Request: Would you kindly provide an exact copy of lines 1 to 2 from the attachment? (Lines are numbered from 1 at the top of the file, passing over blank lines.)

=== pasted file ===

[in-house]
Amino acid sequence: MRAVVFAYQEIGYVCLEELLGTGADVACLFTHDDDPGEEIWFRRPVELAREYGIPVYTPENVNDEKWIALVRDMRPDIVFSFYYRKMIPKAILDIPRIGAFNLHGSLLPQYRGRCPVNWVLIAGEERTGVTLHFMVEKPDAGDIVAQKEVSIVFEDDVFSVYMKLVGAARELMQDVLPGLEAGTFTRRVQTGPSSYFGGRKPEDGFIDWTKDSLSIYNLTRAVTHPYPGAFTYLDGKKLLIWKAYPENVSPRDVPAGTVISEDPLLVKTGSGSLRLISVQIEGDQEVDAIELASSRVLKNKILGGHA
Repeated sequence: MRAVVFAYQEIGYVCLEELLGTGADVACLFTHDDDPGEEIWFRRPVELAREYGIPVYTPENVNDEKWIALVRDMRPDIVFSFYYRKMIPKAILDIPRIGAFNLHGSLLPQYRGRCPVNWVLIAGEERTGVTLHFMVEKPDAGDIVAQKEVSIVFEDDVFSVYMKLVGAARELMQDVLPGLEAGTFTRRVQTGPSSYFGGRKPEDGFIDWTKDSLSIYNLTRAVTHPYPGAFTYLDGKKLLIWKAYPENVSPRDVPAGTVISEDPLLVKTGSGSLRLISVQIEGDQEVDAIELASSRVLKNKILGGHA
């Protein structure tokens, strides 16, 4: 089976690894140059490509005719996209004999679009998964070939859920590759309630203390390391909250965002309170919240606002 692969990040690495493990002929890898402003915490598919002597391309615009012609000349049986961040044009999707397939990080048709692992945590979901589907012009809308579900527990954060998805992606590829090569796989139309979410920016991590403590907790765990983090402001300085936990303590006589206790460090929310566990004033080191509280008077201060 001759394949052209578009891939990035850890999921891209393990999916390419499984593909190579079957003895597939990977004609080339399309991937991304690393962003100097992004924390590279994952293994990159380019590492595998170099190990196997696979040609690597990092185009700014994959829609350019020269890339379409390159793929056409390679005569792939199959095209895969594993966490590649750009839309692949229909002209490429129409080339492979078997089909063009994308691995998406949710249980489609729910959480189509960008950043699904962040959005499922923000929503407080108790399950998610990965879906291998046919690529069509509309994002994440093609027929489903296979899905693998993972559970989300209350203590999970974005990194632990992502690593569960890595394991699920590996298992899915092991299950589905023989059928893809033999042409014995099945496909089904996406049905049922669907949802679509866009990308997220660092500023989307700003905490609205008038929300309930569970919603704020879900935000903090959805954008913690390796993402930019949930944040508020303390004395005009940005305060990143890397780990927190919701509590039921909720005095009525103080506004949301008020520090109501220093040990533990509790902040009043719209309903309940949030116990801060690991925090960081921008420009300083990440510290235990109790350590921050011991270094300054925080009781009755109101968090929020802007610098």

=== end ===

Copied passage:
[in-house]
Amino acid sequence: MRAVVFAYQEIGYVCLEELLGTGADVACLFTHDDDPGEEIWFRRPVELAREYGIPVYTPENVNDEKWIALVRDMRPDIVFSFYYRKMIPKAILDIPRIGAFNLHGSLLPQYRGRCPVNWVLIAGEERTGVTLHFMVEKPDAGDIVAQKEVSIVFEDDVFSVYMKLVGAARELMQDVLPGLEAGTFTRRVQTGPSSYFGGRKPEDGFIDWTKDSLSIYNLTRAVTHPYPGAFTYLDGKKLLIWKAYPENVSPRDVPAGTVISEDPLLVKTGSGSLRLISVQIEGDQEVDAIELASSRVLKNKILGGHA